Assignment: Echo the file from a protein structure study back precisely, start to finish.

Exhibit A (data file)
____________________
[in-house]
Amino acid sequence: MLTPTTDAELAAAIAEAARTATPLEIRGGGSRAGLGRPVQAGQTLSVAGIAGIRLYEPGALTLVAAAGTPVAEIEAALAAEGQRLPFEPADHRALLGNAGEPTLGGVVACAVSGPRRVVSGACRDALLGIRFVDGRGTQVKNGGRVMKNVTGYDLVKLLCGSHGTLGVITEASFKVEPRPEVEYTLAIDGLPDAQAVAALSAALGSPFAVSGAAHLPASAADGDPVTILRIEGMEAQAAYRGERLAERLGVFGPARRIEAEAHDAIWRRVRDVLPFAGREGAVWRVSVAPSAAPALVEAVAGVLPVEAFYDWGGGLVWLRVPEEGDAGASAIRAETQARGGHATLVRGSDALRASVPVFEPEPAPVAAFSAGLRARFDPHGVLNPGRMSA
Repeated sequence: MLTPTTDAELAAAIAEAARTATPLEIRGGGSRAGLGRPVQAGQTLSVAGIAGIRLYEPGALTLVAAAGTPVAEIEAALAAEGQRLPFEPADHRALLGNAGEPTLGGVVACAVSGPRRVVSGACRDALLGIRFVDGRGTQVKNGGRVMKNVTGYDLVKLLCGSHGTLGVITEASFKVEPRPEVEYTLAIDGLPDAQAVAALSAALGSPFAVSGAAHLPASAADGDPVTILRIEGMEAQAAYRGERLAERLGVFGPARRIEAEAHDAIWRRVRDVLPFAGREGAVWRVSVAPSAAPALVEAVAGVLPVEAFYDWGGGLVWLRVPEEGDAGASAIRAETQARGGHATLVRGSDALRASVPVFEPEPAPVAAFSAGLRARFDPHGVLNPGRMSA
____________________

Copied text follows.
[in-house]
Amino acid sequence: MLTPTTDAELAAAIAEAARTATPLEIRGGGSRAGLGRPVQAGQTLSVAGIAGIRLYEPGALTLVAAAGTPVAEIEAALAAEGQRLPFEPADHRALLGNAGEPTLGGVVACAVSGPRRVVSGACRDALLGIRFVDGRGTQVKNGGRVMKNVTGYDLVKLLCGSHGTLGVITEASFKVEPRPEVEYTLAIDGLPDAQAVAALSAALGSPFAVSGAAHLPASAADGDPVTILRIEGMEAQAAYRGERLAERLGVFGPARRIEAEAHDAIWRRVRDVLPFAGREGAVWRVSVAPSAAPALVEAVAGVLPVEAFYDWGGGLVWLRVPEEGDAGASAIRAETQARGGHATLVRGSDALRASVPVFEPEPAPVAAFSAGLRARFDPHGVLNPGRMSA
Repeated sequence: MLTPTTDAELAAAIAEAARTATPLEIRGGGSRAGLGRPVQAGQTLSVAGIAGIRLYEPGALTLVAAAGTPVAEIEAALAAEGQRLPFEPADHRALLGNAGEPTLGGVVACAVSGPRRVVSGACRDALLGIRFVDGRGTQVKNGGRVMKNVTGYDLVKLLCGSHGTLGVITEASFKVEPRPEVEYTLAIDGLPDAQAVAALSAALGSPFAVSGAAHLPASAADGDPVTILRIEGMEAQAAYRGERLAERLGVFGPARRIEAEAHDAIWRRVRDVLPFAGREGAVWRVSVAPSAAPALVEAVAGVLPVEAFYDWGGGLVWLRVPEEGDAGASAIRAETQARGGHATLVRGSDALRASVPVFEPEPAPVAAFSAGLRARFDPHGVLNPGRMSA